“Fulham is the perfect club at the perfect time for me. I want to be clear, I do not view myself so much as the owner of Fulham, but a custodian of the club on behalf of its fans.

“My priority is to ensure the club and Craven Cottage each have a viable and sustainable Premier League future that fans of present and future generations can be proud of.

“We will manage the club’s financial and operational affairs with prudence and care, with youth development and community programs as fundamentally important elements of Fulham’s future.”

Khan, who was born in Lahore but now has American citizenship, is ranked 179th in the Forbes 400 list of richest Americans with an estimated worth of $US2.5 billion ($A2.74 billion) after making his fortune as a car parts manufacturer.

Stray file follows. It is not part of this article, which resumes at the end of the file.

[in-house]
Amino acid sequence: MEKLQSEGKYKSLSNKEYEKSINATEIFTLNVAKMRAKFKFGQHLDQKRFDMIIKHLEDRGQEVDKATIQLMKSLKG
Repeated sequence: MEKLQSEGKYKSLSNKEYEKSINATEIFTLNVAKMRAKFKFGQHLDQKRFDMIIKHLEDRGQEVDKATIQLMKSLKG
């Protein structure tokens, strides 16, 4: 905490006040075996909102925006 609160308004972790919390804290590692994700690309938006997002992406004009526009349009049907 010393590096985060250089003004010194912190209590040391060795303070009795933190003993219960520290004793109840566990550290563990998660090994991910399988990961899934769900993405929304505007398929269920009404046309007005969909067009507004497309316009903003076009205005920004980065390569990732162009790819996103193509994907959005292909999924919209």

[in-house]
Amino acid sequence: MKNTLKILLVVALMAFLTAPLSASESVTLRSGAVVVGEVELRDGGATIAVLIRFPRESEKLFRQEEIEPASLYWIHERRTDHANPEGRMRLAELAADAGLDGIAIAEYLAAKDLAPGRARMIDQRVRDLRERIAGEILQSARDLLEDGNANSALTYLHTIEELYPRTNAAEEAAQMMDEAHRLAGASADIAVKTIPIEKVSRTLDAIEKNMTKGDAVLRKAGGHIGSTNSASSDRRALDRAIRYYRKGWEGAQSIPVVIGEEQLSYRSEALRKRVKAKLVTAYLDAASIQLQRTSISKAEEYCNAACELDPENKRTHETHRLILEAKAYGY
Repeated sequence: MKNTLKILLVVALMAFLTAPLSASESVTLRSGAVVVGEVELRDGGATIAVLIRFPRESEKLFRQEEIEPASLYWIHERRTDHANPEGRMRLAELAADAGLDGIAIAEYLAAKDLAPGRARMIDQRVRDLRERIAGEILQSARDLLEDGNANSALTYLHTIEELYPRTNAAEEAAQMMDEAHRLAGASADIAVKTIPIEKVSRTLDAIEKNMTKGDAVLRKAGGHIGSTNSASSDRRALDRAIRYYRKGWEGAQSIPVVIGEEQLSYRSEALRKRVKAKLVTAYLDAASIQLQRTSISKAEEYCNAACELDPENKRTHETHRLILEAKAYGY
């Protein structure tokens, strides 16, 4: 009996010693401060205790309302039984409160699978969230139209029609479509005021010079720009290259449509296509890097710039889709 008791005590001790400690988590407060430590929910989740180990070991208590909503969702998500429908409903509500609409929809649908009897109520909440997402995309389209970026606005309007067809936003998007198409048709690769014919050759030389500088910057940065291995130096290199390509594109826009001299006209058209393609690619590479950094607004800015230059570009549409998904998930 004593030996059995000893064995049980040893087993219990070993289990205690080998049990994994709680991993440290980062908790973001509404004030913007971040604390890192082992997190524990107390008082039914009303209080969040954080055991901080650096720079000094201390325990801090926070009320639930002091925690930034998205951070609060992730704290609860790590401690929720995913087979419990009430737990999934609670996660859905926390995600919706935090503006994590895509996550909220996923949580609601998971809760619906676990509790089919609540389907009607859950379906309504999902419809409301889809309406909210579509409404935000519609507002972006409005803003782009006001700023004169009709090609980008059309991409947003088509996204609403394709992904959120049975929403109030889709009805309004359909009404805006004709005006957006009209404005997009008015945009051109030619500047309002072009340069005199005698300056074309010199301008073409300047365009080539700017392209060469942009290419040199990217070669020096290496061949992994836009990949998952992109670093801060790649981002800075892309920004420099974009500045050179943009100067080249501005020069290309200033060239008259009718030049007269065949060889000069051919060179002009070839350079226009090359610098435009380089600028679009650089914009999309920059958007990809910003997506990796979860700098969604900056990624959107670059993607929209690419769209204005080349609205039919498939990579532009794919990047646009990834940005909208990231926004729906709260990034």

The 62-year-old, the first non-American to own a NFL franchise, already has ties to London, with the Jaguars scheduled to play one regular season game a season at Wembley for the next four years.

In 1967, at the age of 16, Khan left his native Pakistan for the United States and the opportunity to study engineering at the University of Illinois.

Khan struck it rich when he purchased Flex-N-Gate, a car parts supplier, and built it into a global leader that now employs more than 16,000 people at 52 manufacturing and nine product development and engineering facilities throughout Canada, the United States, Mexico, Argentina, Brazil and Spain.

Al Fayed, the 84-year-old former Harrods owner, had transformed Fulham from a third-tier outfit to an established Premier League side since taking over in 1997.

“My time of serving as the custodian of Fulham Football Club would one day come to an end, and I feel that time has now arrived,” Al Fayed said.